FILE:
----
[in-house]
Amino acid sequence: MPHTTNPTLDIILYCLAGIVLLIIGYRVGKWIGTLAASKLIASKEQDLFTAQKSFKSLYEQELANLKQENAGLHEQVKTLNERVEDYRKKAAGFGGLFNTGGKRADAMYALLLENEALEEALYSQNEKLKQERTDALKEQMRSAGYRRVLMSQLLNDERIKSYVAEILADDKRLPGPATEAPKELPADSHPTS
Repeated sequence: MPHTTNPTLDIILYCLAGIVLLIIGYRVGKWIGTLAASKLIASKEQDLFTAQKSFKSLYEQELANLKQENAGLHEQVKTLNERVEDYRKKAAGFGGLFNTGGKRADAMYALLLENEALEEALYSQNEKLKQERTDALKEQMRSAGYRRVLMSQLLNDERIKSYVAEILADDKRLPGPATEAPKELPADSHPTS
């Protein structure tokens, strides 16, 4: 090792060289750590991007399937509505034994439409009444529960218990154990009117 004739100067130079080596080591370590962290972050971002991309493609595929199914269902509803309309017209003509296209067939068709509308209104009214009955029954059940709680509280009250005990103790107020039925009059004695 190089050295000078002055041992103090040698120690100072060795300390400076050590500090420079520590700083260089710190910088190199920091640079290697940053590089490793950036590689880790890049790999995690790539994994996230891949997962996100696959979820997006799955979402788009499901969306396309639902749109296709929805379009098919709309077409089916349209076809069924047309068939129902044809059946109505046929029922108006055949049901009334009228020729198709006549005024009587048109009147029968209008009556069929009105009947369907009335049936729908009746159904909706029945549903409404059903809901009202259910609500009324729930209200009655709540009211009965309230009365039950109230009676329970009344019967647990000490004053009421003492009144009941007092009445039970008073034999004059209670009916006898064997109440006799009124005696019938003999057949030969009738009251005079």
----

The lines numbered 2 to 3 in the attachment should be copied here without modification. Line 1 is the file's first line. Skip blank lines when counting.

Amino acid sequence: MPHTTNPTLDIILYCLAGIVLLIIGYRVGKWIGTLAASKLIASKEQDLFTAQKSFKSLYEQELANLKQENAGLHEQVKTLNERVEDYRKKAAGFGGLFNTGGKRADAMYALLLENEALEEALYSQNEKLKQERTDALKEQMRSAGYRRVLMSQLLNDERIKSYVAEILADDKRLPGPATEAPKELPADSHPTS
Repeated sequence: MPHTTNPTLDIILYCLAGIVLLIIGYRVGKWIGTLAASKLIASKEQDLFTAQKSFKSLYEQELANLKQENAGLHEQVKTLNERVEDYRKKAAGFGGLFNTGGKRADAMYALLLENEALEEALYSQNEKLKQERTDALKEQMRSAGYRRVLMSQLLNDERIKSYVAEILADDKRLPGPATEAPKELPADSHPTS